Wednesday, June 27, 2007

UNHCR honors World Refugee Day

Oromo culture takes vivid form onstage.
Written By: Thuria Ghaleb
Article Date: Jun 26, 2007

Scores of refugees, especially Somalis, gathered on Wednesday at the Cultural Center in Sana’a to commemorate World Refugee Day and honor the refugee experience. The United Nations High Commissioner for Refugees in Sana’a conducted this celebration, the slogan of which was In Order Not to Forget the Refugees, in cooperation with the Interaction Development Foundation. The refugees thanked the efforts made by the UNHCR to improve the refugees’ conditions in Yemen, but they still asked the UNHCR to find solutions for the problems they face in Yemen.

According to the refugee representative’s statement, many male refugees are sitting jobless on the pavements, especially Somalis. This has forced Somali women to provide much of their families’ incomes. They are compelled to work at a number of jobs in order to meet their families’ basic needs. “My husband died, so there is not any other one else to be responsible for our expenses in this life. I worked a lot of jobs to support my family. I am now responsible for myself and my three children,” said Amnah Abdullah, 45, a Somali refugee who has lived in Yemen for 13 years. Others have similar struggles.

“My husband is alive but he is jobless,” said Zainab Musa, 30, a Somali refugee who has lived here for 15 years and has five children. “I faced a lot of difficulties to pay the rent of the house, because it is increasing. The rent was YR 8,000 and then it increased to YR 20,000. I also pay the fees of the water and electricity. I am now afraid of increasing these fees this month. The UNHCR was responsible to support us with the costs of medicines but we are now responsible for these costs.” The refugees also asked the UNHCR to find a solution for their secondary school students.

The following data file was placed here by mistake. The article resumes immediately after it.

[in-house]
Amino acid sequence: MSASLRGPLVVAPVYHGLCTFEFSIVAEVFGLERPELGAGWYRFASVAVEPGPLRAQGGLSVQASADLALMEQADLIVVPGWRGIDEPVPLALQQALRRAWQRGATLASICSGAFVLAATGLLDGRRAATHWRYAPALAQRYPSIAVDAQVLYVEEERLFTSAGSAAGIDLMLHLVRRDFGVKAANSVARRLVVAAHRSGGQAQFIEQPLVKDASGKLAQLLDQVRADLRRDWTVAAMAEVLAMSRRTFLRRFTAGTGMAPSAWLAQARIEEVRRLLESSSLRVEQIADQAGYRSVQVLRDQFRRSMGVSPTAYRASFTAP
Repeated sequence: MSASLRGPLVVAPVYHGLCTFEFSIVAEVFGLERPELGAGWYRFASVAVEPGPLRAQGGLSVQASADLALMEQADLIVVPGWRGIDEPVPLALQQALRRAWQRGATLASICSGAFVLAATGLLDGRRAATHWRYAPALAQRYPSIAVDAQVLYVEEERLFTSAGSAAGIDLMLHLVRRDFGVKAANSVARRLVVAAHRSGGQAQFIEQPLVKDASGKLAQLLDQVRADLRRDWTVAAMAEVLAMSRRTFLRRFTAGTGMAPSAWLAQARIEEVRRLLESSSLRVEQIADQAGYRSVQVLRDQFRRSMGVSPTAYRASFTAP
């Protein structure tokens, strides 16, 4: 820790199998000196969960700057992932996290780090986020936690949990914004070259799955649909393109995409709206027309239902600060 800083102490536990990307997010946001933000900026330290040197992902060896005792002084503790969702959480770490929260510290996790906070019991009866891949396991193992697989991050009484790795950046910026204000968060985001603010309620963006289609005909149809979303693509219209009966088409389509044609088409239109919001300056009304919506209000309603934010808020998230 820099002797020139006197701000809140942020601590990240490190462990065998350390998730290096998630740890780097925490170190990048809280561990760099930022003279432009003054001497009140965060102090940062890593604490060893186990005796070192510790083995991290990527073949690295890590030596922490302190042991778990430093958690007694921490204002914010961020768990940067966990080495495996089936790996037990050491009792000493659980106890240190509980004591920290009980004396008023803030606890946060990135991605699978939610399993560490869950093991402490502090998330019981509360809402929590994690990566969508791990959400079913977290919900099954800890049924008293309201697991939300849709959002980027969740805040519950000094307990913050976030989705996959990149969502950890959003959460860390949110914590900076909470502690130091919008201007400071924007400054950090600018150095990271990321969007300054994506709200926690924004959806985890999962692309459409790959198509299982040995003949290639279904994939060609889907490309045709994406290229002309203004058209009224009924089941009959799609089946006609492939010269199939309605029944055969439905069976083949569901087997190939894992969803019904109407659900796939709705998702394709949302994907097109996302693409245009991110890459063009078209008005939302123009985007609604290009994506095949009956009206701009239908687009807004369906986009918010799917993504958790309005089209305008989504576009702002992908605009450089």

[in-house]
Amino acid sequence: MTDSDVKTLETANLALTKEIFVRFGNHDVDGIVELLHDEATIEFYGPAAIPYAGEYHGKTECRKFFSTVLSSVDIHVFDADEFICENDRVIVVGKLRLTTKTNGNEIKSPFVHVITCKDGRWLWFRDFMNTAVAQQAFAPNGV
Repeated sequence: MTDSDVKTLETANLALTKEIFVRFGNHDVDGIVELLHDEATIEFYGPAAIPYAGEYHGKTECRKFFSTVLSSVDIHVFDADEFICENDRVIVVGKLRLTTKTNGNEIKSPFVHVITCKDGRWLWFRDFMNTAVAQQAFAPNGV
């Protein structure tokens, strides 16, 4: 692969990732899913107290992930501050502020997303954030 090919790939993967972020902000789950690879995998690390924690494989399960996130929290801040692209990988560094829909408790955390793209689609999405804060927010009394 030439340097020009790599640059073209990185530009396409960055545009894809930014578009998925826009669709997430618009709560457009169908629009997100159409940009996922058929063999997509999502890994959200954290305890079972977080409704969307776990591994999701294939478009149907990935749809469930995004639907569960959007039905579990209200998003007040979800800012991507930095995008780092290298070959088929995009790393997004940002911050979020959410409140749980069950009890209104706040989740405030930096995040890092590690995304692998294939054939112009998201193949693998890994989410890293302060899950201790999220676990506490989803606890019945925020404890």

A lot of those high-school graduates left their secondary schools with high rates qualifying them to study in the universities, but they were not accepted to continue their studies in Yemeni universities. “I graduated from the secondary school, but I am now sitting at home because I am not accepted in the Yemeni universities,” said Asia Ahmed, 23. “I lived in Yemen since I was just five years old. But I never forget my country; this day just makes us remember our more than any other day and in a collective way. I remember my country when I am at home, walking in street, receiving friends or new refugees from far and different countries.

A limited number of refugees are accepted to study in the Yemeni universities after facing a lot of difficulties.” “I am eager to see my children, because I did not see them for about 15 years. They are in Somalia and there is not any way to see them,” said Makkah Abdi, 45, a Somali refugee. The event began at 10 a.m. The National Somali Anthem was sung by a Somali band. The Somali refugees stood to show respect for their homeland. A lot of Somali songs were played by Somali bands, which made a lot of older refugees cry. A number of Somali female refugees were honored by the IDF because they represented good examples of working refugee women.